A Call For Mental Health Education and Awareness

By Shady Shebak, MD

Psychiatrists are the “bad guys” who imprison the most creative geniuses against their will and give them poison in an attempt to make them zombies! Unfortunately, this is the impression many people have of psychiatrists and mental health workers in general. This is not the product of ignorance alone. This is the product of ignorance and the product of immediate access to information with little to no scientific backing, and access to an array of opinions on social media. Let us also not forget the many Hollywood films that glamorize mental illness and demonize psychiatry.

The problem with psychiatry is not the practice of psychiatry or psychiatrists, it’s the nature of the field. Psychiatrists deal with the so-called “unwanted demons” that society has to offer. The field of psychiatry is scary, haunting, and an inconvenient truth to some people who do not want to believe in the fragility of the human mind. Many people want to pretend that such fragility is not true, for if they admit that the mind is fragile, then they may find themselves at the mercy of mental illness. People would rather repress, suppress, or openly oppose those things which they do not understand or choose not to understand. Much of the criticism levelled at psychiatry comes from people who have never set foot in a psychiatric hospital. They have not seen the schizophrenic who is a prisoner of a split mind, or the depressed patient recovering from an intentional overdose, or the manic patient who cannot stop his thoughts from racing, begging for mercy! Moreover, they do not want to admit that negative personality traits exist, because they would almost be admitting to themselves that they may have some of these traits, and thus ruin their perfect image of themselves for themselves.

Psychiatry has a dark history, not so much different from the dark history of medicine and surgery. The difference is psychiatry’s history is more recent, and therefore better documented and easier to fetch. And because psychiatry deals with the abstract, it is an easy target for those who want to make a quick name for themselves or find some limited fame, or act as liberators. One day we will be able to use imaging and physical findings to diagnose mental disorders, but until then, there will always be those who say “Where’s the blood test for depression. Where’s the x-ray for schizophrenia”… To those people, I humbly say that we are not there yet, but we are on our way. Until then, psychiatrists and mental health workers will bravely tread forward to lessen the suffering of those with mental illness, the same way psychiatrists treaded forward at the turn of the 20th century.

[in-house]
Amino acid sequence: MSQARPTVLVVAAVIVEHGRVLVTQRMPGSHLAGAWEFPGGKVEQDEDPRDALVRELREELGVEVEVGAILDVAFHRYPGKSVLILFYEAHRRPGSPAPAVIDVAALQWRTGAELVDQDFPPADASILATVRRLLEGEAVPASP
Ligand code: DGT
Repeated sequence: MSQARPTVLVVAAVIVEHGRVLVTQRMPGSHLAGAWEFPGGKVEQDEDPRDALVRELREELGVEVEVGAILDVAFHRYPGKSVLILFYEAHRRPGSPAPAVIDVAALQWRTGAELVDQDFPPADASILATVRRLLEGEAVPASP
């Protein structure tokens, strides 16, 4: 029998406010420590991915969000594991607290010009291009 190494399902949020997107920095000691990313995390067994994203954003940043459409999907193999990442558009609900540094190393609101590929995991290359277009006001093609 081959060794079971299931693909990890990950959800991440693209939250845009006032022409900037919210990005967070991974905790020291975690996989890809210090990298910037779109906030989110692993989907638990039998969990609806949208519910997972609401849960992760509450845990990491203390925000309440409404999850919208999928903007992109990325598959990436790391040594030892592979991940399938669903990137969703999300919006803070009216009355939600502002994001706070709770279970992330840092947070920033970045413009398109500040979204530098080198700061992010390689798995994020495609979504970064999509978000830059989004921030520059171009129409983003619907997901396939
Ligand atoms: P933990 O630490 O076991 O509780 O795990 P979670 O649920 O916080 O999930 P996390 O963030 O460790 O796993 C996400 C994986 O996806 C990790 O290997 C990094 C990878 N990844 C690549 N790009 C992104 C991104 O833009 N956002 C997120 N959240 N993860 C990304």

Finally, with the passing of Robin Williams, who succumbed to depression, this is a good time for psychiatrists and all who are interested in mental illness to become activists. We need to teach people the reality of depression, anxiety, schizophrenia, personality disorders, and more. We need to bring mental health awareness to the level of true awareness, and change the way people think about these illnesses. We need to stop referring to mental illness as “demons” and as some terrifying, mystical curse. Most importantly, we need to be honest about our own imperfections, and not be too proud to seek help for ourselves, for our friends, and for our families.

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